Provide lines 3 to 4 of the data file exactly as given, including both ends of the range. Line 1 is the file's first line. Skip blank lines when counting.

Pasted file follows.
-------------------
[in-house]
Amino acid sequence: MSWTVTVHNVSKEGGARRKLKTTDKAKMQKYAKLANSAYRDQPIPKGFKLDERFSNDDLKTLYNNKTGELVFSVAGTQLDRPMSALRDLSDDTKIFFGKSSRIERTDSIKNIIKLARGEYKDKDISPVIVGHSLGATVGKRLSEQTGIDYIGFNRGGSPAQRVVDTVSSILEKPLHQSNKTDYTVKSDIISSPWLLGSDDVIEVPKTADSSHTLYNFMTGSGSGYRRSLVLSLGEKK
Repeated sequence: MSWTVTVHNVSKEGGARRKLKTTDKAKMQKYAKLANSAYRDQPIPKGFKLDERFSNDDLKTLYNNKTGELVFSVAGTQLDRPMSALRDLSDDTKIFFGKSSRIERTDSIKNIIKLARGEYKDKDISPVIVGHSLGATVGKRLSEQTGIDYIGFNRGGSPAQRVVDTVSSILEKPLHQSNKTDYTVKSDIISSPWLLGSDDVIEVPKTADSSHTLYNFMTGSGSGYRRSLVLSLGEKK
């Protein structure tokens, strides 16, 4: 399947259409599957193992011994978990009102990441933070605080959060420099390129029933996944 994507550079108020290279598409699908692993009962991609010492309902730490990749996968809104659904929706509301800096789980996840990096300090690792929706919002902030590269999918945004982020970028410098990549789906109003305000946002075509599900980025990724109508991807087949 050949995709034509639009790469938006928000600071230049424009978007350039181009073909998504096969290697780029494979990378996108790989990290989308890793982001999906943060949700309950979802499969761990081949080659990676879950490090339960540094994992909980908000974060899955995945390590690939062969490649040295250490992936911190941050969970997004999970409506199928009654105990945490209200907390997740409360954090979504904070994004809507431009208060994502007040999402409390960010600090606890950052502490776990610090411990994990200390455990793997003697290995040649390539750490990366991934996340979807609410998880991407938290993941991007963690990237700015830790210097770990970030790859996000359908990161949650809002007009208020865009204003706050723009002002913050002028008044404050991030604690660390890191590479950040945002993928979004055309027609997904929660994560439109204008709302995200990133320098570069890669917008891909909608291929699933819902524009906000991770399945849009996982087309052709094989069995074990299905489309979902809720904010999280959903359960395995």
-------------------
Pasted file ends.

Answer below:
Repeated sequence: MSWTVTVHNVSKEGGARRKLKTTDKAKMQKYAKLANSAYRDQPIPKGFKLDERFSNDDLKTLYNNKTGELVFSVAGTQLDRPMSALRDLSDDTKIFFGKSSRIERTDSIKNIIKLARGEYKDKDISPVIVGHSLGATVGKRLSEQTGIDYIGFNRGGSPAQRVVDTVSSILEKPLHQSNKTDYTVKSDIISSPWLLGSDDVIEVPKTADSSHTLYNFMTGSGSGYRRSLVLSLGEKK
């Protein structure tokens, strides 16, 4: 399947259409599957193992011994978990009102990441933070605080959060420099390129029933996944 994507550079108020290279598409699908692993009962991609010492309902730490990749996968809104659904929706509301800096789980996840990096300090690792929706919002902030590269999918945004982020970028410098990549789906109003305000946002075509599900980025990724109508991807087949 050949995709034509639009790469938006928000600071230049424009978007350039181009073909998504096969290697780029494979990378996108790989990290989308890793982001999906943060949700309950979802499969761990081949080659990676879950490090339960540094994992909980908000974060899955995945390590690939062969490649040295250490992936911190941050969970997004999970409506199928009654105990945490209200907390997740409360954090979504904070994004809507431009208060994502007040999402409390960010600090606890950052502490776990610090411990994990200390455990793997003697290995040649390539750490990366991934996340979807609410998880991407938290993941991007963690990237700015830790210097770990970030790859996000359908990161949650809002007009208020865009204003706050723009002002913050002028008044404050991030604690660390890191590479950040945002993928979004055309027609997904929660994560439109204008709302995200990133320098570069890669917008891909909608291929699933819902524009906000991770399945849009996982087309052709094989069995074990299905489309979902809720904010999280959903359960395995």